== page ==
I want to say that Heroine's Quest is a good successor to the Quest for Glory games that falls a little short, but I'm not sure how much of that is just nostalgia. Unlike a lot of the judgements I make, where I've played the old games recently enough that I know that they're superior, or at least superior in some particular way, I haven't played any Quest for Glory since before softlykarou and I moved to Japan. It's entirely possible that some of the criticisms that I made here of Heroine's Quest apply equally to its spiritual predecessors, and that ifwhen I go back, I'll find them equally as annoying.

Note that "annoying" here is relative, though. A lot of the annoyance I experienced came from the cat bug, which led to two hours of running around trying to figure out what I had done wrong and gearing up for quests that I hadn't realized even existed, much less that I'd have to do them. Quest for Glory IV: Shadows of Darkness is somewhat infamous for the number of game-breaking bugs that could destroy your ability to beat the game, and it's just luck that I never ran into them. It's possible, and indeed probable, that your playthrough would be bug-free, or that you'd play a warrior or rogue, both of whom have ways to bypass the situation I found myself in. Don't let my bugged playthrough prevent you from enjoying one of the few examples of this kind of game that exists. I mean, I still won, right?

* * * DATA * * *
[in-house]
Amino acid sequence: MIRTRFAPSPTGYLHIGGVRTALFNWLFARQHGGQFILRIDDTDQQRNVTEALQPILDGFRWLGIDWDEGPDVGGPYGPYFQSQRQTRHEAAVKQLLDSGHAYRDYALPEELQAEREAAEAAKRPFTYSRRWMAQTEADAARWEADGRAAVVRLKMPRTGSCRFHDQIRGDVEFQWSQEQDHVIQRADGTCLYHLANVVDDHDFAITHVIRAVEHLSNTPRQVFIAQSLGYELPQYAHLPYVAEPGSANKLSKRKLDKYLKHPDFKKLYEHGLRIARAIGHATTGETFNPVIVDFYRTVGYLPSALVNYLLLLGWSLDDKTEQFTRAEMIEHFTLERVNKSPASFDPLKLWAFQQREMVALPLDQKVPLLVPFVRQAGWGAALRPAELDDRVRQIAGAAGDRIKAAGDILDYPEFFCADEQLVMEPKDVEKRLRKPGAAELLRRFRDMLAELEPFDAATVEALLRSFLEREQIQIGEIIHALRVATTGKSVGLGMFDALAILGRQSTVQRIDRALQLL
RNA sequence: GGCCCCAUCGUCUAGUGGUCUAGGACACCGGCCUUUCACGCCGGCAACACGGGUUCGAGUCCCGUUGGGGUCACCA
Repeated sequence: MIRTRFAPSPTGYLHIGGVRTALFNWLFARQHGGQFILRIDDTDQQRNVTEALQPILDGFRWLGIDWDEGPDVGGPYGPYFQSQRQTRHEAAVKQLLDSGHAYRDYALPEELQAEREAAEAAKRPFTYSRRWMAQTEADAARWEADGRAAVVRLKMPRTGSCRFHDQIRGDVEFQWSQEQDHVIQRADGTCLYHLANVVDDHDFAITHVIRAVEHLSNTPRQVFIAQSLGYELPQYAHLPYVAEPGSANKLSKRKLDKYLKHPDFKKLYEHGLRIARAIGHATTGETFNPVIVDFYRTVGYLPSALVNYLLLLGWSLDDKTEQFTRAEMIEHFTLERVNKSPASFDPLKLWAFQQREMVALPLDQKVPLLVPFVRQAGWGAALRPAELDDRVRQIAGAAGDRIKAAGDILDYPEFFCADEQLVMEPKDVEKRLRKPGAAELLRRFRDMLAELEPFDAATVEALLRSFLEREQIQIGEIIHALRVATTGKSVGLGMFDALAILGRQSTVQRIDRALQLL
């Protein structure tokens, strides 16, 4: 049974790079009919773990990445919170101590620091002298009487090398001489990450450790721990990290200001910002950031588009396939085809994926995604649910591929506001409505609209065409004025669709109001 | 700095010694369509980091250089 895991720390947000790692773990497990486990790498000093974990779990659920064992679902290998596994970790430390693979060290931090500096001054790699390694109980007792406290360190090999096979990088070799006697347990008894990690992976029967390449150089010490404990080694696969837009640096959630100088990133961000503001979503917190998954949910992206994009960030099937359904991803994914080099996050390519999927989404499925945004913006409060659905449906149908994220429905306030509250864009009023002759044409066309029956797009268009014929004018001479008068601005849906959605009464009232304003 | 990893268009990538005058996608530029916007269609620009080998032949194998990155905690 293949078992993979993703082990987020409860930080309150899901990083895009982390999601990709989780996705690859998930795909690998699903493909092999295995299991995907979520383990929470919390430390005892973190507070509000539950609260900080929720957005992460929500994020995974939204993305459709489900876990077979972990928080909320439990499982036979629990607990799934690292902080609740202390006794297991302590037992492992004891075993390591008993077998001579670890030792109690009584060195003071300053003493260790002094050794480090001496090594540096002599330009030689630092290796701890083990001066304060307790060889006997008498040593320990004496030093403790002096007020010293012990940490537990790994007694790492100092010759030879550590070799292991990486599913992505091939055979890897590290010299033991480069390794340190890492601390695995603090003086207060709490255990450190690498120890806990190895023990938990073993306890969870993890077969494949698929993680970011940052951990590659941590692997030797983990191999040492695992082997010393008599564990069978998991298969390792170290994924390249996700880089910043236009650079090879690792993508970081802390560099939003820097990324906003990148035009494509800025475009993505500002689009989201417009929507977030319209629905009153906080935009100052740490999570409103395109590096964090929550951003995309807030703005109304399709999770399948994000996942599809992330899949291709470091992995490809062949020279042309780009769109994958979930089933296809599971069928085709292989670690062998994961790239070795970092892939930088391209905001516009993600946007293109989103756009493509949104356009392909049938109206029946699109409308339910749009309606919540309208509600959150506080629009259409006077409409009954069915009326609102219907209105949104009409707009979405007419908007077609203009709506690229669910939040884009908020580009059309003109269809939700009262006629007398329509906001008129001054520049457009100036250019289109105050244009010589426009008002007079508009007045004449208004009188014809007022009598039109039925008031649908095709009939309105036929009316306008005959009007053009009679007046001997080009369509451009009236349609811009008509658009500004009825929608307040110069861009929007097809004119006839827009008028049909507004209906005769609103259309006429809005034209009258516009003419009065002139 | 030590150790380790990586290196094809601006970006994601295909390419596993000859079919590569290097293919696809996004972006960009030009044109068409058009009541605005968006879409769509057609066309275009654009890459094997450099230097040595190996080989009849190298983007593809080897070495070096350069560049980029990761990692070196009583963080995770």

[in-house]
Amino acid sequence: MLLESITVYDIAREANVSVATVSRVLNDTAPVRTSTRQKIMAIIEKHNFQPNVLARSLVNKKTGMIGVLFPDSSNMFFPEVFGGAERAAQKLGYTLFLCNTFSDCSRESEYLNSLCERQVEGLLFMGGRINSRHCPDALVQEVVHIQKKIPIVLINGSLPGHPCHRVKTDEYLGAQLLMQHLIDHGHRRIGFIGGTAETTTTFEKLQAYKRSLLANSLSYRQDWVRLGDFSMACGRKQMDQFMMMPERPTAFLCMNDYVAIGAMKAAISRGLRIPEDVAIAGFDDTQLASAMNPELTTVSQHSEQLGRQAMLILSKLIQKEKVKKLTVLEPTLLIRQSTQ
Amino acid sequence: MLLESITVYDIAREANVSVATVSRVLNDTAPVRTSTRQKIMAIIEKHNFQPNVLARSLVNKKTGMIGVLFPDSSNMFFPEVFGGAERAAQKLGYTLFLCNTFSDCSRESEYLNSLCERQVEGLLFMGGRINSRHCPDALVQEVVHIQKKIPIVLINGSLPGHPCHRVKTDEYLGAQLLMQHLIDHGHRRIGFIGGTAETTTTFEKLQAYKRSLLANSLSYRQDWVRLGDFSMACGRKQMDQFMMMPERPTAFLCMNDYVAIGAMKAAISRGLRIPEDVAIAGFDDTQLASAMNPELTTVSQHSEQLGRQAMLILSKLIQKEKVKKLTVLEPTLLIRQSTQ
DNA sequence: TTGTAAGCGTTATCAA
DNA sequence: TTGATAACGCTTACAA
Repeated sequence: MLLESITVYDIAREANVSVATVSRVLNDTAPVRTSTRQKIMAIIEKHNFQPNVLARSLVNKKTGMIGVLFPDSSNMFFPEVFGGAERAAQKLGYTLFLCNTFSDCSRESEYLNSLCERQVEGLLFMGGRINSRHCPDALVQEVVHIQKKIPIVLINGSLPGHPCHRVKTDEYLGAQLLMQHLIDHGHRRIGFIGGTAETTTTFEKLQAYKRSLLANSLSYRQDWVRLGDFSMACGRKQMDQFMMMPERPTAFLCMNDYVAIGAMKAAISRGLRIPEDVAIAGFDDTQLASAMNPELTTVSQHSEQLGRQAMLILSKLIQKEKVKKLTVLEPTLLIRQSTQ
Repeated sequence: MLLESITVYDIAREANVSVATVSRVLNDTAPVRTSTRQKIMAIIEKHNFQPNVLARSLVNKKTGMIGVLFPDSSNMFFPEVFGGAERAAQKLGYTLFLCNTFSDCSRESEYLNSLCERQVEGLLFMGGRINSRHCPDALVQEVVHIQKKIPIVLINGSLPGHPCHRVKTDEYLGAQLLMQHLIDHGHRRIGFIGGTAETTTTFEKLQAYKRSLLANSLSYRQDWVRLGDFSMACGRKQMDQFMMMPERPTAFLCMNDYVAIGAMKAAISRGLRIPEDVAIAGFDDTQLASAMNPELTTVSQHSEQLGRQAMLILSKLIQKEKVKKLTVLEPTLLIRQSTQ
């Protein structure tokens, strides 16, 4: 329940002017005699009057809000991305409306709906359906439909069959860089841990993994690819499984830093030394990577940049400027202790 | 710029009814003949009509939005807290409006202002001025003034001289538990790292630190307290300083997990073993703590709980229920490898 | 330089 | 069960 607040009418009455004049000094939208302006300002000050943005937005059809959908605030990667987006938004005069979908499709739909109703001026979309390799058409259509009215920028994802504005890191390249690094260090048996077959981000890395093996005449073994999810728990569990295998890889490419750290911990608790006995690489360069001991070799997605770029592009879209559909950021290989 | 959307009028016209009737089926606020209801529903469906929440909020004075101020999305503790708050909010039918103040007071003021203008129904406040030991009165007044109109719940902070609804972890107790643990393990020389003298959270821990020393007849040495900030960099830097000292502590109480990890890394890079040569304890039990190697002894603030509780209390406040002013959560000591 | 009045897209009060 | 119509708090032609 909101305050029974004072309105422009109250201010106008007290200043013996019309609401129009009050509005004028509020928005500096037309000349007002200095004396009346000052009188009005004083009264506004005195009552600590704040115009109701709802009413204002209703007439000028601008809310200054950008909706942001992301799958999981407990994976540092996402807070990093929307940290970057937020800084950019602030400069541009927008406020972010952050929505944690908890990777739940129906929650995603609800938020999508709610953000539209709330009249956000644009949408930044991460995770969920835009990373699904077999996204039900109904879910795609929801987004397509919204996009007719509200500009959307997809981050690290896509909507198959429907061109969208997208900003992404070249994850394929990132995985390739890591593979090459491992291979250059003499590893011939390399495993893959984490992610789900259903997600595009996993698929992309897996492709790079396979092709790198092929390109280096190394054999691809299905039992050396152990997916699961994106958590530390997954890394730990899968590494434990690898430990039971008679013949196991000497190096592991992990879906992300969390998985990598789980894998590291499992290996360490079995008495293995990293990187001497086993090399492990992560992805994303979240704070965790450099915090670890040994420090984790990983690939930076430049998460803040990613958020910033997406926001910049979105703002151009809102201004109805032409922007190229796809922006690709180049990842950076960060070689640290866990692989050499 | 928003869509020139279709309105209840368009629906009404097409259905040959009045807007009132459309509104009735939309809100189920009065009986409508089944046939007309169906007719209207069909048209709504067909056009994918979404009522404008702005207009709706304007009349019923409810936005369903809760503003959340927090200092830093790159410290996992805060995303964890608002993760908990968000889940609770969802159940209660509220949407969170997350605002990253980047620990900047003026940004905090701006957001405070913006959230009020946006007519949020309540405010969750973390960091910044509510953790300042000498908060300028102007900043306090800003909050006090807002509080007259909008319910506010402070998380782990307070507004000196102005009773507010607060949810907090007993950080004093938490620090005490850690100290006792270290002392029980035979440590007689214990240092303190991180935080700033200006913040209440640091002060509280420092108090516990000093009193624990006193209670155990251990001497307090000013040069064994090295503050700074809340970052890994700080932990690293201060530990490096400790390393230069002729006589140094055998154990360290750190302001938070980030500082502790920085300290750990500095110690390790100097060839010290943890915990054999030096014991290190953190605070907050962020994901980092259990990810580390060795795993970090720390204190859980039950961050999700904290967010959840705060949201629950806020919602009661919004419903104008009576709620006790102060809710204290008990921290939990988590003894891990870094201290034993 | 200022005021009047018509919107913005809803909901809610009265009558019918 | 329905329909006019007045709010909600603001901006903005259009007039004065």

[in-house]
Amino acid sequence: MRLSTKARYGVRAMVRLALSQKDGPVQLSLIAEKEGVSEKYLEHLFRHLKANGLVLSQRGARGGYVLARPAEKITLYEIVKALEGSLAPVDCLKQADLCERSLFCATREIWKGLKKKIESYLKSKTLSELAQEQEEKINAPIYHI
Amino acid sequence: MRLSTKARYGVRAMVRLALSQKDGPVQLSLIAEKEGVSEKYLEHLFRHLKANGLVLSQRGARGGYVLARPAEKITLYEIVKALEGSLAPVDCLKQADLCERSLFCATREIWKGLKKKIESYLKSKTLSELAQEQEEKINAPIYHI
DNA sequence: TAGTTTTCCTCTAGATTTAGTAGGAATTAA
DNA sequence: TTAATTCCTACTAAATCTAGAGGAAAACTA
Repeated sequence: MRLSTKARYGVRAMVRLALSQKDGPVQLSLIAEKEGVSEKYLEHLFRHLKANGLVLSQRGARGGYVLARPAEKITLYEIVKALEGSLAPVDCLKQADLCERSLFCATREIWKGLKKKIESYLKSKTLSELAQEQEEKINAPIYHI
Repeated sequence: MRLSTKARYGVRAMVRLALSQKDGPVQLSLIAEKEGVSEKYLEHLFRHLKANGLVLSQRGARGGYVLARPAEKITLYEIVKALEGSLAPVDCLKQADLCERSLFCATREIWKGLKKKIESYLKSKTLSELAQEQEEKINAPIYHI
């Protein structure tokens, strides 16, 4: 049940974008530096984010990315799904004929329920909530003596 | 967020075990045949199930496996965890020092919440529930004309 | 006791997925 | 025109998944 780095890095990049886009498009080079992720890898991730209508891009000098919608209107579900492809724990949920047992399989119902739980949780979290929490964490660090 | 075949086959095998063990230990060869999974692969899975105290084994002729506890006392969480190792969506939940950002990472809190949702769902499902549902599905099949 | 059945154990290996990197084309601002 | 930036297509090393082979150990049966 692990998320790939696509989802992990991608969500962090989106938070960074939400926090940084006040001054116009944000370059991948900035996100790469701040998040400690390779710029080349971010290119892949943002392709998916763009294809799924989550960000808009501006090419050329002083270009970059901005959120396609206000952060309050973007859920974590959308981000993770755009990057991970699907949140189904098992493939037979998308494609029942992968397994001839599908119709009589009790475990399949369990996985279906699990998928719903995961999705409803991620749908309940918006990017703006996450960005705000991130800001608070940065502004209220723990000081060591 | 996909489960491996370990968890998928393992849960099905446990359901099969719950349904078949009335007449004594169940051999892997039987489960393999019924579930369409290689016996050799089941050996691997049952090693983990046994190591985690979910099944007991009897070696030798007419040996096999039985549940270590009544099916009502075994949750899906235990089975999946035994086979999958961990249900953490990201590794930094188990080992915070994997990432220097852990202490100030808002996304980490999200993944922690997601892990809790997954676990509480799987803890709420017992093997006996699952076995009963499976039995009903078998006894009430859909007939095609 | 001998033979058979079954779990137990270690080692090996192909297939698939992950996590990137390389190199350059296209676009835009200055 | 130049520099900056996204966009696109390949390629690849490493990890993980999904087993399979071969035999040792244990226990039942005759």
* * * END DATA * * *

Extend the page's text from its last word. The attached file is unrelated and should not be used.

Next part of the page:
Also, it's free, and I don't really understand why. It's longer than any of the QFG games. It has full voice acting. Say what I may about it, Heroine's Quest is absolutely worth more than they're charging. Even though the ending was pretty definitive, I hope they make a sequel. Or at least, another game in the same style, since no one else is doing it.

And if someone else is doing it, please let me know immediately.  photo emot-qfg.gif
Current Mood: accomplishedaccomplished
Current Music: Quest For Glory I: So You Want To Be a Hero - Erana's Peace (Reprise)